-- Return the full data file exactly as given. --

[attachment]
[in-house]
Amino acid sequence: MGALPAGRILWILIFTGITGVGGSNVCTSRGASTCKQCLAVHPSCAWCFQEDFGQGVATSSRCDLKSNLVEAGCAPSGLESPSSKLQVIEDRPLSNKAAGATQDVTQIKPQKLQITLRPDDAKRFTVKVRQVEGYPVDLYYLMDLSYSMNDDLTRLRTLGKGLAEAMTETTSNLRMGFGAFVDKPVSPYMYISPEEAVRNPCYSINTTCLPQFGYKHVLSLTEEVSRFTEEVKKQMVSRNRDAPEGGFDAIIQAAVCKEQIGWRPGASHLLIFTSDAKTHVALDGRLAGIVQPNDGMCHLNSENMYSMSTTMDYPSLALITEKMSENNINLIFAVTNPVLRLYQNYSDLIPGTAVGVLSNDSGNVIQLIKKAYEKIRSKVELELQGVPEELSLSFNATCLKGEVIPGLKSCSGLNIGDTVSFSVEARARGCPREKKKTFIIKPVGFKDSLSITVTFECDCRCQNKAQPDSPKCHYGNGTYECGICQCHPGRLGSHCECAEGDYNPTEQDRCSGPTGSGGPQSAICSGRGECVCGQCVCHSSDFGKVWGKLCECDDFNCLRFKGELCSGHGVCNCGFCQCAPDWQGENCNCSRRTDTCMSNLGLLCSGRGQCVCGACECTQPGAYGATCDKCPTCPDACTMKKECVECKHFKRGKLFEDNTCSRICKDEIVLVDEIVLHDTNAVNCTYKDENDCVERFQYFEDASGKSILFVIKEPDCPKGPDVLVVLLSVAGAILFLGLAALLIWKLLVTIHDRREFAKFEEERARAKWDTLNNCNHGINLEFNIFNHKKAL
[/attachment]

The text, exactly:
[in-house]
Amino acid sequence: MGALPAGRILWILIFTGITGVGGSNVCTSRGASTCKQCLAVHPSCAWCFQEDFGQGVATSSRCDLKSNLVEAGCAPSGLESPSSKLQVIEDRPLSNKAAGATQDVTQIKPQKLQITLRPDDAKRFTVKVRQVEGYPVDLYYLMDLSYSMNDDLTRLRTLGKGLAEAMTETTSNLRMGFGAFVDKPVSPYMYISPEEAVRNPCYSINTTCLPQFGYKHVLSLTEEVSRFTEEVKKQMVSRNRDAPEGGFDAIIQAAVCKEQIGWRPGASHLLIFTSDAKTHVALDGRLAGIVQPNDGMCHLNSENMYSMSTTMDYPSLALITEKMSENNINLIFAVTNPVLRLYQNYSDLIPGTAVGVLSNDSGNVIQLIKKAYEKIRSKVELELQGVPEELSLSFNATCLKGEVIPGLKSCSGLNIGDTVSFSVEARARGCPREKKKTFIIKPVGFKDSLSITVTFECDCRCQNKAQPDSPKCHYGNGTYECGICQCHPGRLGSHCECAEGDYNPTEQDRCSGPTGSGGPQSAICSGRGECVCGQCVCHSSDFGKVWGKLCECDDFNCLRFKGELCSGHGVCNCGFCQCAPDWQGENCNCSRRTDTCMSNLGLLCSGRGQCVCGACECTQPGAYGATCDKCPTCPDACTMKKECVECKHFKRGKLFEDNTCSRICKDEIVLVDEIVLHDTNAVNCTYKDENDCVERFQYFEDASGKSILFVIKEPDCPKGPDVLVVLLSVAGAILFLGLAALLIWKLLVTIHDRREFAKFEEERARAKWDTLNNCNHGINLEFNIFNHKKAL